One of the more noticeable changes in the UK Bribery Act
Guidance released last month and the Consultative Guidance, released last
September, is found in the Six Principles of an Adequate Procedures compliance
program. The Consultative Guidance listed Risk Assessment as Principle 1.
However, in the recent final Guidance, Risk Assessment has moved to
Principle 3 and the new Principle 1 is Proportionate Procedures, which is
defined as follows:
A commercial organisation's procedures to
prevent bribery by persons associated with it are proportionate to the bribery
risks it faces and to the nature, scale and complexity of the commercial
organisation's activities. They are also clear, practical, accessible,
effectively implemented and enforced.
Adequate bribery prevention procedures ought to be
proportionate to the bribery risks that a company faces and a company still
must assess these risks so an initial assessment of risk across the company is,
therefore, a necessary first step. However, proportionality is overlaid above
and across all the remaining Principles so if a company has a low risk profile,
it may not need as robust an anti-bribery compliance program as a company with
a higher risk profile.
The Guidance makes clear that although the level of risk
will be linked to the size of the company, and the nature and complexity of its
business, size will not be the only determining factor. Small businesses can
face quite significant risks and will need more extensive procedures than other
businesses facing limited risks. However, small businesses are unlikely to need
procedures that are as extensive as those of a large multi-national company.
The level of risk that companies face will also vary with
the type and nature of the third parties it may have business relationships
with. For example, a company that properly assesses that there is no risk of
bribery on the part of one of its associated persons will, accordingly, require
nothing in the way of procedures to prevent bribery in the context of that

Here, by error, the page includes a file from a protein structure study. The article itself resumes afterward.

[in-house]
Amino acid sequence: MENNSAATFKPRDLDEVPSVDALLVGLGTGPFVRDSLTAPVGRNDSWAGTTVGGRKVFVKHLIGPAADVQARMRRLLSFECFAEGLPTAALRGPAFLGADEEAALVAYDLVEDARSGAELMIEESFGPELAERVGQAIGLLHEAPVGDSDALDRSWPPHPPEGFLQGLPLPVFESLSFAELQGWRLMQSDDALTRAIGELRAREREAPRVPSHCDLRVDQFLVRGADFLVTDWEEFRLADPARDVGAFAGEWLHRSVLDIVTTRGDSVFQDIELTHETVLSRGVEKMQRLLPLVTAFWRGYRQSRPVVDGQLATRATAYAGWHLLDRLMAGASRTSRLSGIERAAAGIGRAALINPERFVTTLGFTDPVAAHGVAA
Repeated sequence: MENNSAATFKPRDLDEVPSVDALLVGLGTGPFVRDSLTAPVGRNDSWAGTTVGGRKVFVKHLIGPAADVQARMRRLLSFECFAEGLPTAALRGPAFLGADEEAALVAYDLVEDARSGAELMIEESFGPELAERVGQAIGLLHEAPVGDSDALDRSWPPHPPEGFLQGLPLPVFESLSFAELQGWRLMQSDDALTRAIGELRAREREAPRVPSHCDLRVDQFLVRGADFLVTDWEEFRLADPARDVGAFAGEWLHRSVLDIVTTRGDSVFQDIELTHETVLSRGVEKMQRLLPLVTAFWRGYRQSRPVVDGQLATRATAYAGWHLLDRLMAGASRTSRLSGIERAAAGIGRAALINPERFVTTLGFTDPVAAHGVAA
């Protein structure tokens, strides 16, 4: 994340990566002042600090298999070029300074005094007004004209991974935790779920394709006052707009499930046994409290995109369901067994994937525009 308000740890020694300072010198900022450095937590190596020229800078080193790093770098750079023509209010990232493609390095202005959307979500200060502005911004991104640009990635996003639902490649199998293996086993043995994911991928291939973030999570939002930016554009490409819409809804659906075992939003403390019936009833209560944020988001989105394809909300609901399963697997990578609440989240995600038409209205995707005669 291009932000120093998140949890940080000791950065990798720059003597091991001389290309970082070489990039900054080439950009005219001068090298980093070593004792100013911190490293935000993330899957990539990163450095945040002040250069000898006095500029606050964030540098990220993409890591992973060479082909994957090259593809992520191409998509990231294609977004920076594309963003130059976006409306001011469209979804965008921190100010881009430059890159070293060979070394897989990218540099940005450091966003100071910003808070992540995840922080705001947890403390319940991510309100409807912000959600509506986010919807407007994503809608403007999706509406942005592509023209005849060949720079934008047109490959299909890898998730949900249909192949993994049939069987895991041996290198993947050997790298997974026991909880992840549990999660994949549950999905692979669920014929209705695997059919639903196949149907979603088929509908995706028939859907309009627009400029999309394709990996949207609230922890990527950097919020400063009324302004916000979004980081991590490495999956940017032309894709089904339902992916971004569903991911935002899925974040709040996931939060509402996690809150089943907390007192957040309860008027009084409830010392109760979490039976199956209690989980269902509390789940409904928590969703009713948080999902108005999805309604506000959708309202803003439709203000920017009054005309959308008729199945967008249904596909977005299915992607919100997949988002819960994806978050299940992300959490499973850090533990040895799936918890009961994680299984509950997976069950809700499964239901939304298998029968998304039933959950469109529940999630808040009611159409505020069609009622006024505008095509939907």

relationship. By the same token the bribery risks associated with reliance on a
third party agent representing a company in negotiations with foreign public
officials may be assessed as significant and, accordingly, requires much more
in the way of procedures to mitigate those risks. Businesses are likely to need
to select procedures to cover a broad range of risks but any consideration by a
court in an individual case of the adequacy of procedures is likely necessarily
to focus on those procedures designed to prevent bribery on the part of the
associated person committing the offence in question.
So what does this mean in practice? Since Proportionate
Procedures is Principle 1, it takes precedence over all others. I recently
attended a conference by Hanson Wade where one of the speakers discussed this
concept of proportionality. Based upon his remarks and the text of the
Guidance, I have created the following chart to provide some interpretation of
what this may mean in practice for various sales models that a company may have
Company Sales Focus
Level One DD
Level Two DD
Foreign Law Firm Review
Level 3 DD
Foreign Business Partner Training
Significant UK Company
The left hand column lists the type of business which may
be subject to the Bribery Act. The categories across the top are the types of
risk tools a company can use to manage its risks.
Many have decried the final Guidance as a cave-in by the
UK Ministry of Justice, to UK business interests, to soften, if not gut, the
Bribery Act. However, we believe that this Principle of Proportionate
Procedures inserts a component of reasonableness due to the fact that what may
be appropriate a world-wide multi-national company is not necessarily needed
for a UK company selling primary, if not exclusively, in the UK or even in the
If you are in San Diego, the World Check FCPA Tour will
be in your city this week. Please come out and here about the most current
FCPA best practices.
Wednesday, May 4 from 8-10 AM PDT at San
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My colleague Howard Sklar had an interesting idea. It was
that he and I do a video chat each week on the past week's stories from the
world of compliance. We have begun this journey and the results are "This
Week in FCPA"; which can be found here.
Every week, Howard and I will get together and talk about
the week's events in FCPA. This week, we talk about the UK Bribery Act, and how
companies should react; we discuss the Johnson & Johnson deferred
prosecution agreement and J&J's added undertakings; and we discuss the recent
challenges to the idea that state-owned entities can be foreign officials. We
also talk about what contract provisions should be in every contract, and
whether audit rights are a good thing or not.
Visit the FCPA Compliance and Ethics Blog,
hosted by Thomas Fox, for more commentary on FCPA compliance, indemnities and
other forms of risk management for a worldwide energy practice, tax issues
faced by multi-national US companies, insurance coverage issues and protection
of trade secrets.
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© Thomas R. Fox, 2011
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